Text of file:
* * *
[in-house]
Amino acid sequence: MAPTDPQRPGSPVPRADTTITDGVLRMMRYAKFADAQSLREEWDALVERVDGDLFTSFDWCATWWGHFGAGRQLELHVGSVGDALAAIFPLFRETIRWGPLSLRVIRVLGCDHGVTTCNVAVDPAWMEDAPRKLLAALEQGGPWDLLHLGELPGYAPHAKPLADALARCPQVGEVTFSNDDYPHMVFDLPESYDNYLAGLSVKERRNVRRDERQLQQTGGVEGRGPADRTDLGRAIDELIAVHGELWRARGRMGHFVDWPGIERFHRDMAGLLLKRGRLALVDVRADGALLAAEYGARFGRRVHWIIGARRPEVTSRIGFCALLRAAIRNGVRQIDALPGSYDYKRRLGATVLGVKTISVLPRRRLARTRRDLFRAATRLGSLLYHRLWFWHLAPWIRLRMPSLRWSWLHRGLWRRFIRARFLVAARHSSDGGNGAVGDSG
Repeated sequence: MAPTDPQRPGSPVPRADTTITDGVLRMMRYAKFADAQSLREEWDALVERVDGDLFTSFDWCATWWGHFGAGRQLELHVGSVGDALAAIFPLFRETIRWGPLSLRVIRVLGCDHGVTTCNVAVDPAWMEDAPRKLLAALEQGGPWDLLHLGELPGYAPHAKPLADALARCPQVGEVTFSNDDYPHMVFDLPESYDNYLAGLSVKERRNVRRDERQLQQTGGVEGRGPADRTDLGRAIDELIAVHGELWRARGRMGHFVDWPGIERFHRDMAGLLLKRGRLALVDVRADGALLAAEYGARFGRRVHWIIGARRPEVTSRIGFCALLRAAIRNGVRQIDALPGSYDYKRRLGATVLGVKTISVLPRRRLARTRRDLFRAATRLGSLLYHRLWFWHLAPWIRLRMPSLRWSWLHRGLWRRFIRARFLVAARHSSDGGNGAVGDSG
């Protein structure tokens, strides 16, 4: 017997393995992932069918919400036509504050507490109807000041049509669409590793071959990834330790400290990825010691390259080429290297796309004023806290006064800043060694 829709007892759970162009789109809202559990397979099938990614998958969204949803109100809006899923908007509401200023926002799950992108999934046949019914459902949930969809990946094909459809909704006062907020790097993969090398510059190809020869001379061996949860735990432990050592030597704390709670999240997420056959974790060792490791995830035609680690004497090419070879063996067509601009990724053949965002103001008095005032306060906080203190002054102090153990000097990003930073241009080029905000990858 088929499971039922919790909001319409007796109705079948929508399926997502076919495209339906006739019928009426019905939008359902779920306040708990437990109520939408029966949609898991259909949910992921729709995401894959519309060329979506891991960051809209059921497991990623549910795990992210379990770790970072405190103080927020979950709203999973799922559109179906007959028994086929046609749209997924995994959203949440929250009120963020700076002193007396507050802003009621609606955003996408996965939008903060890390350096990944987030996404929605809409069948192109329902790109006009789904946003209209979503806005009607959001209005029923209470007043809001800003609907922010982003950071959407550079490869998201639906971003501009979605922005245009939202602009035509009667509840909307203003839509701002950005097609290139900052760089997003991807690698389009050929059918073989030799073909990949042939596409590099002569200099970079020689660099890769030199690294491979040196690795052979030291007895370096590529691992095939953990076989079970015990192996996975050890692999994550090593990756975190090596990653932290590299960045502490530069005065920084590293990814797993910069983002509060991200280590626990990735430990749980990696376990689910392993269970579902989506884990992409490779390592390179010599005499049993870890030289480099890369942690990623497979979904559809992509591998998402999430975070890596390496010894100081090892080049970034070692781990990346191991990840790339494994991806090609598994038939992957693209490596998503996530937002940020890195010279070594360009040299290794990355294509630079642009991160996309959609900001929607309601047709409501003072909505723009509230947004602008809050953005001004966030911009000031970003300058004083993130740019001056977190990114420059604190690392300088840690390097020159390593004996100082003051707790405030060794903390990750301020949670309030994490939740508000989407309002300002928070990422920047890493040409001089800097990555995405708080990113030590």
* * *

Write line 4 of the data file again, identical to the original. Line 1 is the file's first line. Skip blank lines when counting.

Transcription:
């Protein structure tokens, strides 16, 4: 017997393995992932069918919400036509504050507490109807000041049509669409590793071959990834330790400290990825010691390259080429290297796309004023806290006064800043060694 829709007892759970162009789109809202559990397979099938990614998958969204949803109100809006899923908007509401200023926002799950992108999934046949019914459902949930969809990946094909459809909704006062907020790097993969090398510059190809020869001379061996949860735990432990050592030597704390709670999240997420056959974790060792490791995830035609680690004497090419070879063996067509601009990724053949965002103001008095005032306060906080203190002054102090153990000097990003930073241009080029905000990858 088929499971039922919790909001319409007796109705079948929508399926997502076919495209339906006739019928009426019905939008359902779920306040708990437990109520939408029966949609898991259909949910992921729709995401894959519309060329979506891991960051809209059921497991990623549910795990992210379990770790970072405190103080927020979950709203999973799922559109179906007959028994086929046609749209997924995994959203949440929250009120963020700076002193007396507050802003009621609606955003996408996965939008903060890390350096990944987030996404929605809409069948192109329902790109006009789904946003209209979503806005009607959001209005029923209470007043809001800003609907922010982003950071959407550079490869998201639906971003501009979605922005245009939202602009035509009667509840909307203003839509701002950005097609290139900052760089997003991807690698389009050929059918073989030799073909990949042939596409590099002569200099970079020689660099890769030199690294491979040196690795052979030291007895370096590529691992095939953990076989079970015990192996996975050890692999994550090593990756975190090596990653932290590299960045502490530069005065920084590293990814797993910069983002509060991200280590626990990735430990749980990696376990689910392993269970579902989506884990992409490779390592390179010599005499049993870890030289480099890369942690990623497979979904559809992509591998998402999430975070890596390496010894100081090892080049970034070692781990990346191991990840790339494994991806090609598994038939992957693209490596998503996530937002940020890195010279070594360009040299290794990355294509630079642009991160996309959609900001929607309601047709409501003072909505723009509230947004602008809050953005001004966030911009000031970003300058004083993130740019001056977190990114420059604190690392300088840690390097020159390593004996100082003051707790405030060794903390990750301020949670309030994490939740508000989407309002300002928070990422920047890493040409001089800097990555995405708080990113030590």